Advocates for ‘seamless’ transit are calling on California state leaders to tie a consolidation study to a one-time injection of funding into the Bay Area’s transit systems.
In an op-ed for Streetsblog San Francisco, Ian Griffiths argues for the consolidation of the Bay Area’s multiple transit agencies, which face significant funding shortages and projected service cuts.
Griffiths acknowledges the need for immediate relief: “Legislators must provide significant one-time funding for transit in the upcoming budget to avert service cuts if they are serious about their commitment to transit, equity, and fighting climate change.”
But “If there was ever a time to take a hard look at agency consolidations – combining some of our 27 agencies to both improve decision-making, capacity, effectiveness, and efficiency – it is now.”
Griffiths notes that riders have been calling for a seamless regional system. Advocacy group Seamless Bay Area argues that “Bay Area Transit needs a Regional Network Manager entity with systemwide accountability for public transit – capable of planning and running transit as one network.” Consolidating, for example, BART and Caltrain “would enable speedier implementation of integrated service and fares between the two systems (enabling quicker ridership regrowth), improved capital project planning, faster project delivery, and improved agency capacity.”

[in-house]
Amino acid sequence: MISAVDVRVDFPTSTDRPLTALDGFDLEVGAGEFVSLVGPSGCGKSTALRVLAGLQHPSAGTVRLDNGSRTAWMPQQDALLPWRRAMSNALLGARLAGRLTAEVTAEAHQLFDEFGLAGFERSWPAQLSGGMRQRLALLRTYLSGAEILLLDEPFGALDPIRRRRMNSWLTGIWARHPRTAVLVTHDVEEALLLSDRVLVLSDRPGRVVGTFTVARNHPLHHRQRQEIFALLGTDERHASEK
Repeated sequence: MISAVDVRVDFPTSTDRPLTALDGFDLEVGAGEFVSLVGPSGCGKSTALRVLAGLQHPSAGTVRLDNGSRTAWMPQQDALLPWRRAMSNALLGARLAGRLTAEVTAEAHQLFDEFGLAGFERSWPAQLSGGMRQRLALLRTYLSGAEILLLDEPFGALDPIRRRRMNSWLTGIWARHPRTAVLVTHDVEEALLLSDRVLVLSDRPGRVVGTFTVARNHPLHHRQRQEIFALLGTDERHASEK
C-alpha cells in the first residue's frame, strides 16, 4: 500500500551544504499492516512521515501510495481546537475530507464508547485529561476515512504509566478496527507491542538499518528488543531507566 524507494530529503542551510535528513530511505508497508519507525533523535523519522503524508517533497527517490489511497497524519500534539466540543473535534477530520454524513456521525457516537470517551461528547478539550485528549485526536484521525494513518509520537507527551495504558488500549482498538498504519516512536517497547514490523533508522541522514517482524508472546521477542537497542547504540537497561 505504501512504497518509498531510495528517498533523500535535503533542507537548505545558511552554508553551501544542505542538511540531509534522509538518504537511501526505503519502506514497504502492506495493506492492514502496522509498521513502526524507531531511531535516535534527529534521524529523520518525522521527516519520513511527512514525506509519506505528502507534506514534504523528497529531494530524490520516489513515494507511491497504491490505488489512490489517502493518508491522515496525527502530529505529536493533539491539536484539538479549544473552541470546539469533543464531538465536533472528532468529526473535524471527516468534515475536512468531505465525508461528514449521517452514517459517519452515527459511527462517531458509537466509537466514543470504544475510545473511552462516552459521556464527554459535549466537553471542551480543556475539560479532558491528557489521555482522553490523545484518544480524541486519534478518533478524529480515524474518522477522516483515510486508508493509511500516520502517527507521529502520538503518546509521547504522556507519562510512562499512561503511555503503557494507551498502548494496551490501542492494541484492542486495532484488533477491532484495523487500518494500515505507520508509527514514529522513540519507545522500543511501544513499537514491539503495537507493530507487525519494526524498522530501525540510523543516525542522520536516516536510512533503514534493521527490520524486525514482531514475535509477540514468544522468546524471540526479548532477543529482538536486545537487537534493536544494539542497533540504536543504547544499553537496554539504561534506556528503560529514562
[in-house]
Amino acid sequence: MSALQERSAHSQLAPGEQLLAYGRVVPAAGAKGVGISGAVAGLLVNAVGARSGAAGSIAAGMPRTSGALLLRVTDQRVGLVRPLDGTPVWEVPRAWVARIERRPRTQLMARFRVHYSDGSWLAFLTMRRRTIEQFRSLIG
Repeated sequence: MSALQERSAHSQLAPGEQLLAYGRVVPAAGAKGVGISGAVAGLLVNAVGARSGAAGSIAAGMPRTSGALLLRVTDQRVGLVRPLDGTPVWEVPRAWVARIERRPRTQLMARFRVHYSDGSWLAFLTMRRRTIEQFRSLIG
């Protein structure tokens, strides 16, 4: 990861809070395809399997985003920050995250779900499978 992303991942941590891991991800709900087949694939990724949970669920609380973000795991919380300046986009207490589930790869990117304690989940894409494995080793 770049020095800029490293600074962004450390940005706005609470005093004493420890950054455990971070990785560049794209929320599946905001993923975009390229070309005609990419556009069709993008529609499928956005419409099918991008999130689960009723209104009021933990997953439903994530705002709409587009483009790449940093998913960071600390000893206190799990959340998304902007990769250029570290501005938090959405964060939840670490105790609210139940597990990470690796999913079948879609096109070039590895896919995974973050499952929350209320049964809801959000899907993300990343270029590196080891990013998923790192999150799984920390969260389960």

Griffiths concludes by pointing out that consolidating the region’s transit requires state action. “As the state considers one-time funding for transit operations in this year’s budget, legislators can help support a seamless transit system by calling for a consolidation study to be completed over the next year that identifies key consolidation options, benefits, and costs for the legislature to consider implementing.”
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